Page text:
“According to the myth, Perseus also married the princess Andromeda. They forever rest next to each other in the sky, as two constellations. You can find them in the sky close to the constellation Cassiopeia, Andromeda’s mother in the myth, a fairly easy constellation to find because of its W shape.”

constellations-perseus
Photo via Ontario Parks

​— with files from Matt Preprost, Elana Shepert


Email your letters to editor@ahnfsj.ca

Adblock test (Why?)



Source link

Continue Reading

Science

Red Deer-area boy discovers ancient shark's tooth in his yard – Red Deer Advocate

Published

 on


A dinosaur-loving Red Deer-area boy found a 60 million-year-old fossilized shark tooth — right in his own front yard.

Max Maurizio, 7, was exploring gravel near his house on an acreage southeast of Red Deer on Monday, when he spotted something that didn’t look like other rocks. It was sharp at one end and about an inch and a half long.

“He came running into the house saying, ‘I found a tooth! I found a tooth!” recalled his mom, Carly Maurizio.

At first, Max’s parents assumed it came from one of their cats. But Carly carefully examined it and decided, “‘it looks pretty old…”

Intrigued by Max’s discovery, his dad, Claudio Maurizio, emailed a photo of the tooth to the world-renowned Royal Tyrrell Museum of Palaeontology in Drumheller.

On Tuesday, an emailed response arrived from the museum. The photo had been passed on to Dr. Don Brinkman, an expert on fossil fish and turtles.

Brinkman believes the fossilized tooth very likely belonged to the genus Scapanorhynchus — a type of extinct ancient shark with an elongated snout, whose closest living relative is the goblin shark.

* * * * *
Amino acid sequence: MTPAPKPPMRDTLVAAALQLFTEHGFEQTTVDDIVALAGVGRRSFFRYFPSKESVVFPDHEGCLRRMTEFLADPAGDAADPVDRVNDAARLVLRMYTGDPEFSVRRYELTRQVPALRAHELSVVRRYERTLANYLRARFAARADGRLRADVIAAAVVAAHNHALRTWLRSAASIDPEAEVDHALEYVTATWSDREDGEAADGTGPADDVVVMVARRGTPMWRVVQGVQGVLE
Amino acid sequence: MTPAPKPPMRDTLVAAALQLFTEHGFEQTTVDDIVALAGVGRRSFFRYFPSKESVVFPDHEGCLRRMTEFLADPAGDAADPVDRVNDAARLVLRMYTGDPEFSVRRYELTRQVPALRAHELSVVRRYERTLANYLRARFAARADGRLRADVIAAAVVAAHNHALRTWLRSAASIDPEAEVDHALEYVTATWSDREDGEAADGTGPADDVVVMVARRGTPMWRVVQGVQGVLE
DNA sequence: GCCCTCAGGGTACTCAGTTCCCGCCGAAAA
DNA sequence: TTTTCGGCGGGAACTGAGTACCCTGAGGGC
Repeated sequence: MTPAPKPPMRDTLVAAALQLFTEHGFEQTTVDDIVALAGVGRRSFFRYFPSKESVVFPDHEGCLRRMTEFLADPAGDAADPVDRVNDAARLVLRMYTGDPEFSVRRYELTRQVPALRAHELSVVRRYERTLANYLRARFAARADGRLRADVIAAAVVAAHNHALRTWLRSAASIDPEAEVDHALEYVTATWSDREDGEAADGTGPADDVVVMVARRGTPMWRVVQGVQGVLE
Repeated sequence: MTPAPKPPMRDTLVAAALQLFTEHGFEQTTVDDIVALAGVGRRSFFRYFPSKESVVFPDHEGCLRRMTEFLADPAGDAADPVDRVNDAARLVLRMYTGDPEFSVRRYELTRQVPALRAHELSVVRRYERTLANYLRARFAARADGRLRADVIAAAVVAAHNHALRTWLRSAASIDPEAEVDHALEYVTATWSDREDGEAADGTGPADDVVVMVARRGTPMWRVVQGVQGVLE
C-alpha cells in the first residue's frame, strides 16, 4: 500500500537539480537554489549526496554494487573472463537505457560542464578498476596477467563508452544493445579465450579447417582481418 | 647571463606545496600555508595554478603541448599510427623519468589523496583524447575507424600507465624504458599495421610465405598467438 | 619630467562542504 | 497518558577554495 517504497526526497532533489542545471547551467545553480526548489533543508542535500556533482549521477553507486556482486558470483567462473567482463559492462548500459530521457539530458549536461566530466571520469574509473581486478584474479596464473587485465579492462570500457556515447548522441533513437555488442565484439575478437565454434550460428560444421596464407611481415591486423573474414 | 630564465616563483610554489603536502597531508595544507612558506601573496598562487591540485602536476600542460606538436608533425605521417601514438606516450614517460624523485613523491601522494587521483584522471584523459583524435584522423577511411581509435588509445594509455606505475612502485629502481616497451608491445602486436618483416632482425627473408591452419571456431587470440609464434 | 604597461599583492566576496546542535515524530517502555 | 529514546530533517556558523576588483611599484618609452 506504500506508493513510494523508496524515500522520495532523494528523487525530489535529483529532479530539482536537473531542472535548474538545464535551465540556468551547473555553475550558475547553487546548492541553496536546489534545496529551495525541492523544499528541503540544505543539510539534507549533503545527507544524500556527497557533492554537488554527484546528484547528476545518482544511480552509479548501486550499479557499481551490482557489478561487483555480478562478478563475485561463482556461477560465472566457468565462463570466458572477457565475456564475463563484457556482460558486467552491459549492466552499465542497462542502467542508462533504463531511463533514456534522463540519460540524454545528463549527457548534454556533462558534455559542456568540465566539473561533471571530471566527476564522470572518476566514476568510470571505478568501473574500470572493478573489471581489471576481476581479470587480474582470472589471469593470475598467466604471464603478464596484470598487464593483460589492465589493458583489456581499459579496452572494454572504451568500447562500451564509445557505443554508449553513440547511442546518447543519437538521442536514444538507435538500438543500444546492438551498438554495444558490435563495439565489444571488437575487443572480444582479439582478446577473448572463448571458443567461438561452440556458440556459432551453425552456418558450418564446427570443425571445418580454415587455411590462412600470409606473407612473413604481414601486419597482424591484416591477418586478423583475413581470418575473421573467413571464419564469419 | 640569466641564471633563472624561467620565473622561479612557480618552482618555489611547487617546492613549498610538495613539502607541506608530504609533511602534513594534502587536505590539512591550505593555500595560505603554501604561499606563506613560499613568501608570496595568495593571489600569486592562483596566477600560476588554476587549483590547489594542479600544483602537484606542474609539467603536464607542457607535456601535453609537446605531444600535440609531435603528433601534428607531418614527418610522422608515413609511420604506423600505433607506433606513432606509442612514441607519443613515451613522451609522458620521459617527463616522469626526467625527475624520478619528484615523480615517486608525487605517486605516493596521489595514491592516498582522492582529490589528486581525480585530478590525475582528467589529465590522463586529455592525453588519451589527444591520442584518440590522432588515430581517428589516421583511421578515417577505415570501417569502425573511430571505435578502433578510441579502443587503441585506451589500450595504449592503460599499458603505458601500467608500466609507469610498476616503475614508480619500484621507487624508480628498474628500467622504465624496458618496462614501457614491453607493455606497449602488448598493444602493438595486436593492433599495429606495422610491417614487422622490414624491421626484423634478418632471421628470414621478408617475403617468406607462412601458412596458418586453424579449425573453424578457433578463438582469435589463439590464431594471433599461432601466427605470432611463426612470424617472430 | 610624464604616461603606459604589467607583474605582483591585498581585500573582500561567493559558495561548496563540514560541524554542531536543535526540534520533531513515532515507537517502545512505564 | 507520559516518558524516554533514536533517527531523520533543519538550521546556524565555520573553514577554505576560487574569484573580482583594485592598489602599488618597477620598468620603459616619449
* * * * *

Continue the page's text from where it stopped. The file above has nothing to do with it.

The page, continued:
“That is an interesting find,” stated Brinkman in the email.

Scapanorhynchus reached a length of about three metres and was a fully marine animal, “so it is a little unusual getting it in the Red Deer area. However, I have seen a tooth of this genus from exposures of the Horseshoe Canyon Formation in the Tolman Bridge area,” east of Trochu, wrote Brinkman.

He noted rocks around Red Deer are from the Paskapoo Formation and are about 60 million years old.

From 100 million to 66 million years ago, the Prairies were covered by a warm inland sea. Scientists believe this Western Interior Seaway extended 3,000 km, from the Arctic Ocean to the Gulf of Mexico, was 1,000 km wide and 700 metres deep.

The ancient water body contained a wide array of life, including sharks, bony fish, marine reptiles, birds, snails, ammonites and other mollusks.

The Maurizio family appreciates the information the museum provided on the tooth.

Max is particularly thrilled by his find and wants to become a paleontologist someday, said Carly.

Claudio noted his son is always noticing things that other people don’t. Once, before heading on a nature walk with his grandfather in Ontario, Max predicted he would find a bone — and sure enough, he did discover a small piece of wild animal bone, recalled his father.

Since Max has always been fascinated by dinosaurs, the whole family, including younger brother Meyer, regularly camp at Drumheller and visit the museum at least once a year, said Carly.

“Even when we go on little hikes or regular walks, Max is always looking down at the ground, looking for fossils… It’s quite remarkable that they can be found literally anywhere, even in your own yard,” she added.



lmichelin@reddeeradvocate.com

Like us on Facebook and follow us on Twitter

Red Deer County

Here’s a close up of the ancient shark’s tooth Max Maurizio, age seven, found in his Red Deer County yard. (Contributed photo).

Adblock test (Why?)



Source link

Continue Reading

Trending